God bless all of you. Happy Thanksgiving.

Tuesday, November 21, 2006

Dear Nigel, Can Chris Be the Winner?


That's probably the only review I need to write when it comes to today's release, Daughtry. I wondered what it would be like when I bought the CD. Would it be a half-hearted pop-rock effort like Bo Bice's first? Or would it be a true-to-his-roots labor of love like Kellie Pickler's recent disc. I listened to the CD. Then I listened to it. And just for a change of pace, I listened to it again. Ladies and gentlemen, the verdict is in. It's a slam dunk. I love it. Call the American Idol votes back in, people, we have a new winner.

Seriously, after the fabulous albums that Daughtry and Kellie Pickler have released, Katharine McPhee and Taylor Hicks are going to have to REALLY knock it out of the park to be better. Taylor's CD is going to have to heal the sick and raise the dead before I call it better than Daughtry. I'm actually curious if this might be the year where both the second AND first place winners fall by the wayside. I certainly don't wish that on them, because they're both talented people. But they are going to have to really bring it home to beat the CDs that have already been released.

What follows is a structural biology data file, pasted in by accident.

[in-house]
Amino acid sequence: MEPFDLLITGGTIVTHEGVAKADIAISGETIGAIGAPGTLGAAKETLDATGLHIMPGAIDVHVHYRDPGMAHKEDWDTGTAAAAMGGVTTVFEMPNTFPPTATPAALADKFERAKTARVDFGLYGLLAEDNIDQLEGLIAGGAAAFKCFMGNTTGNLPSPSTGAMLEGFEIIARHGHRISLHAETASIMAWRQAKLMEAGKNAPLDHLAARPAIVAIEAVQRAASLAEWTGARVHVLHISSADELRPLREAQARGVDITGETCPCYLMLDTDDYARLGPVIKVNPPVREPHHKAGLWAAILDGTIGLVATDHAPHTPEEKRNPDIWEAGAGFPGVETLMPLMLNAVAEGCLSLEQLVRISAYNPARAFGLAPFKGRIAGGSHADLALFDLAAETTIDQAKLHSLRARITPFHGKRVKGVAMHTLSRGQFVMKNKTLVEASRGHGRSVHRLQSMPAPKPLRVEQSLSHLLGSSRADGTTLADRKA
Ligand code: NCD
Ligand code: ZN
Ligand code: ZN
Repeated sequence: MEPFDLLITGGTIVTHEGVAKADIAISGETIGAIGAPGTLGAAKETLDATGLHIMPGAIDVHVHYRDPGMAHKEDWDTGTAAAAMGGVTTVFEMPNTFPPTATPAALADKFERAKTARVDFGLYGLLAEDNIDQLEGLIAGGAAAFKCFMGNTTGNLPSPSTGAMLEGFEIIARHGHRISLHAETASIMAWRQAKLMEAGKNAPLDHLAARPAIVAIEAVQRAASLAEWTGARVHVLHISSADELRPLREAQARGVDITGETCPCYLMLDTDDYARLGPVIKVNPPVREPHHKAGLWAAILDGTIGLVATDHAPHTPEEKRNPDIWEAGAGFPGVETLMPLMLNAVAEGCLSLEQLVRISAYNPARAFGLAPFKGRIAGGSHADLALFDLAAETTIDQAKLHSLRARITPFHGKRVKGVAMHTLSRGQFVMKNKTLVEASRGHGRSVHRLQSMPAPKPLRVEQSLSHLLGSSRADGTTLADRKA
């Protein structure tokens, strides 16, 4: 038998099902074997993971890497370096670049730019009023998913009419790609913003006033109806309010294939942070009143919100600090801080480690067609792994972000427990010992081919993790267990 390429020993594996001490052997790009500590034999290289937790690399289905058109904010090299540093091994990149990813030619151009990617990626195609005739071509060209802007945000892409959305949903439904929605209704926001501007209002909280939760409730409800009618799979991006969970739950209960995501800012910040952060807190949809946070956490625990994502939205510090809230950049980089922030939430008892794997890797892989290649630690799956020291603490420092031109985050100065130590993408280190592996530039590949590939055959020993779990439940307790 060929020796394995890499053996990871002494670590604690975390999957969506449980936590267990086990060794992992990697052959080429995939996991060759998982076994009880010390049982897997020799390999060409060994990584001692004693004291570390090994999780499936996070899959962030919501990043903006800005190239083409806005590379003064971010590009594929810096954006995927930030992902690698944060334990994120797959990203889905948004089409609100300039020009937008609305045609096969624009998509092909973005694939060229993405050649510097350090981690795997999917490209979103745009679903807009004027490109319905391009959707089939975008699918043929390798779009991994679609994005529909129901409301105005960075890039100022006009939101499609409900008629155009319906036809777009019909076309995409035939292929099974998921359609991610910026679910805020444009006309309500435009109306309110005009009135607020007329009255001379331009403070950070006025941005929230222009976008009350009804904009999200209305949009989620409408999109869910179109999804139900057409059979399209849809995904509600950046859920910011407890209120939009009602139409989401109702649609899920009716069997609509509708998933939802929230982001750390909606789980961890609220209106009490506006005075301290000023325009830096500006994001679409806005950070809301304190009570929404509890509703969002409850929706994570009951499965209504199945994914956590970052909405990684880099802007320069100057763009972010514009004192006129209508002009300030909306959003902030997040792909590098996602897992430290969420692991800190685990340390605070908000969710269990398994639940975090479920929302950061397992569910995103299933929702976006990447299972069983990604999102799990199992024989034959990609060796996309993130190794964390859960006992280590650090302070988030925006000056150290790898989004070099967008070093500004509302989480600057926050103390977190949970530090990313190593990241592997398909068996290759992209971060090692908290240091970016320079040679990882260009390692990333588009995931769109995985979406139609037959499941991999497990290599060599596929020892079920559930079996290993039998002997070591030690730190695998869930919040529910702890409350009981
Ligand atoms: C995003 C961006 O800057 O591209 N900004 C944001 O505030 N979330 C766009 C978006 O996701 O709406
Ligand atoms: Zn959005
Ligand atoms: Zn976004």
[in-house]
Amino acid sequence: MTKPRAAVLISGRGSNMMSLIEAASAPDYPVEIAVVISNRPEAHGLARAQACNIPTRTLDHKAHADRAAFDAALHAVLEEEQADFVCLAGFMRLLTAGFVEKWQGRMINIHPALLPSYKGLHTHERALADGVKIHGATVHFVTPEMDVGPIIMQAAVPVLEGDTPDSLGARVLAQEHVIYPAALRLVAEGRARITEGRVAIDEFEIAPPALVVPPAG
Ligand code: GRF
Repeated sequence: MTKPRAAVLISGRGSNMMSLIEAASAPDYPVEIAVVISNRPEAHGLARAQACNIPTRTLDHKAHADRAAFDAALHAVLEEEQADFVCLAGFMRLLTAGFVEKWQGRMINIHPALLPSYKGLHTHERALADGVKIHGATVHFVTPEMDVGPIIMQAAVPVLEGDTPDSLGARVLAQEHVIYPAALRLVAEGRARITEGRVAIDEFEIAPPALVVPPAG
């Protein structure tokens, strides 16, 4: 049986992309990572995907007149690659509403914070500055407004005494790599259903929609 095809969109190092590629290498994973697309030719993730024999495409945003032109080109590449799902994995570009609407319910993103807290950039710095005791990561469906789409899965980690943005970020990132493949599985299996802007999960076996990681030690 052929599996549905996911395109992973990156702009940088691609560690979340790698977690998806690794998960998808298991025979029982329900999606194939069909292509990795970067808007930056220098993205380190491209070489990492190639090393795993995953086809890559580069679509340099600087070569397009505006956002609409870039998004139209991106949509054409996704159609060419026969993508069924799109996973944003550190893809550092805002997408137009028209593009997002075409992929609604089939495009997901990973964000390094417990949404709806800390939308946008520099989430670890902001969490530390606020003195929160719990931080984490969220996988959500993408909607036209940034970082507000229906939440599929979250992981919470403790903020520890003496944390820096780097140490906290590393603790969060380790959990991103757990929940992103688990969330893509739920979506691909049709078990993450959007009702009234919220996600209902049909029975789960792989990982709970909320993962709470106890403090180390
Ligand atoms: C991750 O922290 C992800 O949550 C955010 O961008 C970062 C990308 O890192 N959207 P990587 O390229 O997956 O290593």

My thoughts about Daughtry's CD are pretty simple. It rocks from start to finish. There is not one track on it that I dislike. It's one loud wall of sound from the time your CD drawer closes to the time when the final track cuts. If I had to pick a couple of tracks that really stand out, I guess I'd say "It's Not Over" and "Over You" probably gave me the biggest kick in the head. "Home" is also pretty good. But honestly, I could love every single moment of this CD without hesitation.